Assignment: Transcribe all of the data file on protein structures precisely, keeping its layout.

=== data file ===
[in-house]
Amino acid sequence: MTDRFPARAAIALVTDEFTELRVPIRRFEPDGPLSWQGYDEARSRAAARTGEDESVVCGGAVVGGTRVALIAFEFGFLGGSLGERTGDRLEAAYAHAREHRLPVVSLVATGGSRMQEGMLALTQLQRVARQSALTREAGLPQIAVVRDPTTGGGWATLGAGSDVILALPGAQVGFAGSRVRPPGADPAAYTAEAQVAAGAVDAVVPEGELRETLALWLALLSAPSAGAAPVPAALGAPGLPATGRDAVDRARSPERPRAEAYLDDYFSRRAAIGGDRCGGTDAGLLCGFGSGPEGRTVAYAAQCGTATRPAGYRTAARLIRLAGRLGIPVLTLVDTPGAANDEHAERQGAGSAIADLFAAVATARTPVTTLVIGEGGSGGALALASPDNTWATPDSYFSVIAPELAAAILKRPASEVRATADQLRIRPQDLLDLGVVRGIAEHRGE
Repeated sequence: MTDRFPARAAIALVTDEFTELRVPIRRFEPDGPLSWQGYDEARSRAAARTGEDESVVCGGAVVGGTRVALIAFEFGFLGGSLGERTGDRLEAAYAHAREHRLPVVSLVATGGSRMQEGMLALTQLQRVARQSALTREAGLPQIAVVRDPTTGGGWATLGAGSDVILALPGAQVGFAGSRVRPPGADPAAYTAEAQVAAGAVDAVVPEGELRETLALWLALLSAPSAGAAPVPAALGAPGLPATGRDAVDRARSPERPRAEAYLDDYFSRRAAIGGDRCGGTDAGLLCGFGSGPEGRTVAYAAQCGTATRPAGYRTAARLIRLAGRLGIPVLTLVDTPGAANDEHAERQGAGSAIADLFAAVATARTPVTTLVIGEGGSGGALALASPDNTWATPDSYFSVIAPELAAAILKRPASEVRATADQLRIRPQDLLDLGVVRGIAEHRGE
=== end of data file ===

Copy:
[in-house]
Amino acid sequence: MTDRFPARAAIALVTDEFTELRVPIRRFEPDGPLSWQGYDEARSRAAARTGEDESVVCGGAVVGGTRVALIAFEFGFLGGSLGERTGDRLEAAYAHAREHRLPVVSLVATGGSRMQEGMLALTQLQRVARQSALTREAGLPQIAVVRDPTTGGGWATLGAGSDVILALPGAQVGFAGSRVRPPGADPAAYTAEAQVAAGAVDAVVPEGELRETLALWLALLSAPSAGAAPVPAALGAPGLPATGRDAVDRARSPERPRAEAYLDDYFSRRAAIGGDRCGGTDAGLLCGFGSGPEGRTVAYAAQCGTATRPAGYRTAARLIRLAGRLGIPVLTLVDTPGAANDEHAERQGAGSAIADLFAAVATARTPVTTLVIGEGGSGGALALASPDNTWATPDSYFSVIAPELAAAILKRPASEVRATADQLRIRPQDLLDLGVVRGIAEHRGE
Repeated sequence: MTDRFPARAAIALVTDEFTELRVPIRRFEPDGPLSWQGYDEARSRAAARTGEDESVVCGGAVVGGTRVALIAFEFGFLGGSLGERTGDRLEAAYAHAREHRLPVVSLVATGGSRMQEGMLALTQLQRVARQSALTREAGLPQIAVVRDPTTGGGWATLGAGSDVILALPGAQVGFAGSRVRPPGADPAAYTAEAQVAAGAVDAVVPEGELRETLALWLALLSAPSAGAAPVPAALGAPGLPATGRDAVDRARSPERPRAEAYLDDYFSRRAAIGGDRCGGTDAGLLCGFGSGPEGRTVAYAAQCGTATRPAGYRTAARLIRLAGRLGIPVLTLVDTPGAANDEHAERQGAGSAIADLFAAVATARTPVTTLVIGEGGSGGALALASPDNTWATPDSYFSVIAPELAAAILKRPASEVRATADQLRIRPQDLLDLGVVRGIAEHRGE